Deal or No Deal!
Wheeling and dealing dominate the energy market as it desperately seeks direction. Will there be a deal on Greece? Will Europe actually cut a deal to follow through on a deal to embargo Iran's precious oil? And if they do, will it be tough enough?
The AP reports that, "The European Union formally adopted an oil embargo Monday against Iran and a freeze of the assets of the country's central bank as part of sanctions meant to pressure the country to resume talks on its nuclear program. Diplomats said the measures, which were adopted in Brussels by the EU's 27 foreign ministers, include an immediate embargo on new contracts for crude oil and petroleum products, while existing contracts will be allowed to run until July. EU diplomats are calling the measure part of a twin track approach toward Iran: Increase sanctions to discourage what they suspect is Iran’s pursuit of nuclear weapons but to emphasize at the same time the international community's willingness to talk. Iran says its nuclear program is exclusively for peaceful purposes.
British Foreign Secretary William Hague called the embargo part of "an unprecedented set of sanctions."
The news that they actually agreed on sanctions helped rally oil, but will it continue as the market is skeptical that it will impact production?
Natural gas should bounce as it appears we will see a cut back in production. Dow Jones reported that, "Chesapeake Energy Corp. (CHK) said it will reduce drilling activity and curtail production this year in response to low natural gas prices. The second-largest U.S. natural-gas producer after Exxon Mobil Corp. (XOM) has drilled more U.S. gas wells in recent years than any other company, yet it has warned it would cut spending on such wells if prices remained at current low levels. ‘An exceptionally mild winter to date has pressured U.S. natural gas prices to levels below our prior expectations and below levels that are economically attractive for developing dry gas plays in the U.S., shale or otherwise,’said Chief Executive Aubrey K. McClendon. The current glut of natural gas partly stems from the U.S. energy industry's success with new exploration techniques — notably hydraulic fracturing of shale formations, or fracking. Monday, Chesapeake Energy said it will reduce operated dry gas drilling activity to approximately 24 rigs by the second quarter of this year, down by nearly half from 47 dry gas rigs it currently has in use. The company also said it will sharply cut drilling spending, forecasting it will chop dry gas drilling capital expenditures to $900 million in 2012, compared with $3.1 billion last year."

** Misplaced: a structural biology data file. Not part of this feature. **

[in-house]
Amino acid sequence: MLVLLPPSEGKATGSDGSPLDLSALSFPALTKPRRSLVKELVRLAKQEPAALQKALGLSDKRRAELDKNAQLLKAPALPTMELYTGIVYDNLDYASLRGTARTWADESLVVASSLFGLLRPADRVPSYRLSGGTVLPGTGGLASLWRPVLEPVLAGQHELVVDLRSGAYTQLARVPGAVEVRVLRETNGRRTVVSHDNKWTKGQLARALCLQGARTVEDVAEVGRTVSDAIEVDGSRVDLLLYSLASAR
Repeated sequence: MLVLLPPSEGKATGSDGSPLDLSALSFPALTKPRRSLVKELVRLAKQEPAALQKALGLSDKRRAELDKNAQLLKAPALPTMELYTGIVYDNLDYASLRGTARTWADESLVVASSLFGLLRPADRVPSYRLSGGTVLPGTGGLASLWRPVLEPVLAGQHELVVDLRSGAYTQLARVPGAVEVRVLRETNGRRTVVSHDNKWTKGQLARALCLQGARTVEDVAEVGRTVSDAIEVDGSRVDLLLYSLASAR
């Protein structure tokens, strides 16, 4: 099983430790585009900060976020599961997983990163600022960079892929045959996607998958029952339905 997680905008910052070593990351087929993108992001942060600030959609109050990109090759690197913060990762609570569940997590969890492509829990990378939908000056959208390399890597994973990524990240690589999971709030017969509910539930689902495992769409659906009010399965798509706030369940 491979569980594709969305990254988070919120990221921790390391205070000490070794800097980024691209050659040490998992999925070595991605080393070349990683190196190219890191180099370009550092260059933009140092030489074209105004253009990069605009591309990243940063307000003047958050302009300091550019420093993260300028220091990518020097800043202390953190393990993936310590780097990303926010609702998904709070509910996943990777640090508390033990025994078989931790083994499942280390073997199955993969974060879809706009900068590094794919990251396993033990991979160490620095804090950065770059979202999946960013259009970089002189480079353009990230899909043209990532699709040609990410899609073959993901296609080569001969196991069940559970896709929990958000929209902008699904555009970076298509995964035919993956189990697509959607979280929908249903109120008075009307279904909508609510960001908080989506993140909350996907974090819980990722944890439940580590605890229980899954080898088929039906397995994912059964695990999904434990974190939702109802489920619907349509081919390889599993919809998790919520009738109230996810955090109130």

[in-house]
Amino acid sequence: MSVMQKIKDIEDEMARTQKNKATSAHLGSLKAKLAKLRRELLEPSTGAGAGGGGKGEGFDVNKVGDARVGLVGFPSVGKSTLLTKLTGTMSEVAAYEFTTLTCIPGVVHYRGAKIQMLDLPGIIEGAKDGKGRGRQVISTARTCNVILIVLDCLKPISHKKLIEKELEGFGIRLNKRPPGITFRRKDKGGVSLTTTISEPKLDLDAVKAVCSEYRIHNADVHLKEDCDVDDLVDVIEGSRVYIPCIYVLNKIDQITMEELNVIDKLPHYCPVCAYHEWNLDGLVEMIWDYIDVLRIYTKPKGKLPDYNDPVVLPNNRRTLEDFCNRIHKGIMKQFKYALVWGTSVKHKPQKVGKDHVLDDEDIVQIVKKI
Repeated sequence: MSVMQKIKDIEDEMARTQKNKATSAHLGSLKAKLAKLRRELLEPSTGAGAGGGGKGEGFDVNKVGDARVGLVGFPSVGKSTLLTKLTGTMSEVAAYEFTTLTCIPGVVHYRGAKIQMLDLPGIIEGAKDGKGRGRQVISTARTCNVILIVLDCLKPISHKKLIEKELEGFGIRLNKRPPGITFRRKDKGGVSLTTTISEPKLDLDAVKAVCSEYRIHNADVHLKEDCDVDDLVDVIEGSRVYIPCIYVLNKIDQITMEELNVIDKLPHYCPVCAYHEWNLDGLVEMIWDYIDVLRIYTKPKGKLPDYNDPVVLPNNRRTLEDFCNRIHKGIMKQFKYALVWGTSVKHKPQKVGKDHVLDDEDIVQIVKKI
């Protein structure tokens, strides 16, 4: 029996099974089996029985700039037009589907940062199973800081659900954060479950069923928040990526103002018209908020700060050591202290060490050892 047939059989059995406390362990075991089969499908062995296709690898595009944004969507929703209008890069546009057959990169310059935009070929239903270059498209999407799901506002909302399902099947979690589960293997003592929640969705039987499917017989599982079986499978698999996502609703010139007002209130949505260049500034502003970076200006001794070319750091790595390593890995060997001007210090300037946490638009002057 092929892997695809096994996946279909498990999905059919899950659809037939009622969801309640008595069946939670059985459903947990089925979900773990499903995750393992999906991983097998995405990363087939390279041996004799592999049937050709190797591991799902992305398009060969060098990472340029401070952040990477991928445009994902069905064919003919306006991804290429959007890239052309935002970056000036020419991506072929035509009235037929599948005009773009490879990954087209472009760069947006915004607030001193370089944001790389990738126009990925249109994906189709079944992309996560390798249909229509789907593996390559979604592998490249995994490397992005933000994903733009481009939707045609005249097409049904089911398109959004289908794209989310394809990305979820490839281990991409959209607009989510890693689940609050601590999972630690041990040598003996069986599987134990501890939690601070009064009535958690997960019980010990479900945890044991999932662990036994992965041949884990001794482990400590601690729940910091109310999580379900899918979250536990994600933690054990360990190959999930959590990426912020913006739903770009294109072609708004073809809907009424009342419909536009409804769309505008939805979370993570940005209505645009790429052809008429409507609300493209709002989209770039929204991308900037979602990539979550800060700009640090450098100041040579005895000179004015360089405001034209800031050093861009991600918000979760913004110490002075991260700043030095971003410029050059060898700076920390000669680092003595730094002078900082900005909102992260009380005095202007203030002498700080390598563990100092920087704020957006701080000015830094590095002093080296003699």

Phil Flynn is senior energy analyst for PFGBest Research and a Fox Business Network contributor. He can be reached at (800) 935-6487 or at firstname.lastname@example.org.